Sydney Water and UNSW collaborate to locate leaks
As Greater Sydney dam levels fall to 52.4%, Sydney Water is aiming to save every last drop with a new leak detection trial.
About 10% of water is lost daily from Sydney Water’s mains. To help address this, the utility is funding a trial that will see University of New South Wales (UNSW) Professor Francois Ladouceur and partners Thales Underwater Systems and Zedelef test whether their optical sonar array technology can accurately find leaks in its pipes.
Ladouceur, from UNSW’s School of Electrical Engineering and Telecommunications, described the sonar array as “like a 50-metre strip of garden hose with 16 microphones inside it, equally distributed along its length”.
“These microphones detect the smallest of sounds, and we use a single optical fibre to send all this information back to dedicated software that computes where a leak is located.”
The team confirmed the viability of their technology for ocean monitoring in a round of successful trials at Lake Macquarie last year.
For the Sydney Water trial, they will place the sonar array in a water main and then simulate a leak, which Ladouceur said they expect to be able to pinpoint accurately.
Sydney Water currently uses a variety of approaches to detect leaks across its 22,822 km pipe network, including monitoring rainfall and soil moisture levels, pipe inspections and acoustic listening devices. But such a large system means these approaches can be costly and hard to deploy.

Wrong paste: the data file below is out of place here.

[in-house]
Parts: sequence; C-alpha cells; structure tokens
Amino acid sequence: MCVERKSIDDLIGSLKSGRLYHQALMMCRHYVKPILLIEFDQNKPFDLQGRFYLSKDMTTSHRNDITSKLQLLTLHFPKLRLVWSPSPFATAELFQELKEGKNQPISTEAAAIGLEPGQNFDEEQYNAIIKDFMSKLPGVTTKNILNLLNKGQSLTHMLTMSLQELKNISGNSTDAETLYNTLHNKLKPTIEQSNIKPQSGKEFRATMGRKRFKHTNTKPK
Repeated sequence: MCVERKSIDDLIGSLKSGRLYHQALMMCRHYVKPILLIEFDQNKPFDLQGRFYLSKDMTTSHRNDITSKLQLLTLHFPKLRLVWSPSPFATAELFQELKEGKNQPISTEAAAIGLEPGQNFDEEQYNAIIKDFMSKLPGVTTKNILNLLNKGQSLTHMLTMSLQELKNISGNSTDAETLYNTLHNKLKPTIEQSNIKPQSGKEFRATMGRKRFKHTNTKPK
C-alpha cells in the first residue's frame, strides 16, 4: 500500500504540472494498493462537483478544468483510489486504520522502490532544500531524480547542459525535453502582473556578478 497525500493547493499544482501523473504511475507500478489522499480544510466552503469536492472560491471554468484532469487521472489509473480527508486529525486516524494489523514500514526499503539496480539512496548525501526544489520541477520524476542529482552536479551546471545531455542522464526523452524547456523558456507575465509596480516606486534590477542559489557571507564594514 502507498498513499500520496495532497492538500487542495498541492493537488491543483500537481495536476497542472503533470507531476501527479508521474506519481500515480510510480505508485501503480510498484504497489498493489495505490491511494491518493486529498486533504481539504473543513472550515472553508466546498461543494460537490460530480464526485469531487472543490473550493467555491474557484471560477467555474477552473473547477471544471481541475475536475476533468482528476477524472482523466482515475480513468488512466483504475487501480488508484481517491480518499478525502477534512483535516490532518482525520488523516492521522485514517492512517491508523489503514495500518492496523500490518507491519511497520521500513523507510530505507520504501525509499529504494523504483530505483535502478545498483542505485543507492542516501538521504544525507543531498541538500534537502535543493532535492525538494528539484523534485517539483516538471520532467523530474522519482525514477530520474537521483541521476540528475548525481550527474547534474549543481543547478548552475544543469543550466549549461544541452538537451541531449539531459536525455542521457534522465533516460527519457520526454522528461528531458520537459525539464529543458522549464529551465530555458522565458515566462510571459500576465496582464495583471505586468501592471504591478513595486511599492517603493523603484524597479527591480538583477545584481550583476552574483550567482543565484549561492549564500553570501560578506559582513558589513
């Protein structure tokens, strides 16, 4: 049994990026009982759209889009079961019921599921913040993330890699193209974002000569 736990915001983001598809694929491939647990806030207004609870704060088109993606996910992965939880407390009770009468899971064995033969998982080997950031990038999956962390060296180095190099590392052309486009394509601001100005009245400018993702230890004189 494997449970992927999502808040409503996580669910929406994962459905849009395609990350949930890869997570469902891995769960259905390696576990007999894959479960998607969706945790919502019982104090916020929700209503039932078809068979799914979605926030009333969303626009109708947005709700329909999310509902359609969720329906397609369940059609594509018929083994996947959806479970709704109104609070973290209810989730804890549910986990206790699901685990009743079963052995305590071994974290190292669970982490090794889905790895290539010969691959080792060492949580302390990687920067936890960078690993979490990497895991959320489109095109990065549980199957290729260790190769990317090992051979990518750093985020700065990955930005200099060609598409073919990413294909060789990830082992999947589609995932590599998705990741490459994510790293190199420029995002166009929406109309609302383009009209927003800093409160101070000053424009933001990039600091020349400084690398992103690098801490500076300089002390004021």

“The incumbent acoustic approach requires copper wires running to and from each microphone, to physically connect to the data collection head-end, where computer software interprets the signals coming from the network,” Ladouceur said.
“This isn’t too bad if you only have a few microphones, but if you want an array over 100 microphones or more to cover a larger portion of the network, you’ll end up with a bundle of 200 wires, which will quickly become very expensive, heavy and unwieldy."
He said using optical technology means this bulky bundle of wires can be replaced with a cheaper, lighter and more durable single optical fibre.
The UNSW trial is part of a wider project led by the NSW Smart Sensing Network. This brings together five Australian universities to test emerging technologies that could proactively identify leaks and potential failures in water supply networks.
Ultimately, Ladouceur said he hopes the research will help develop next-generation leak detection at Sydney Water. This could include the design of a larger sonar array, or using robots to drag the arrays over vast distances through pipes.
He said the end goal would be to cover as much of the network as possible, preventing further water losses.
“If the economics work out, our technology could be laid down inside of all new pipes as they’re being built, and they will have permanent leak detection.”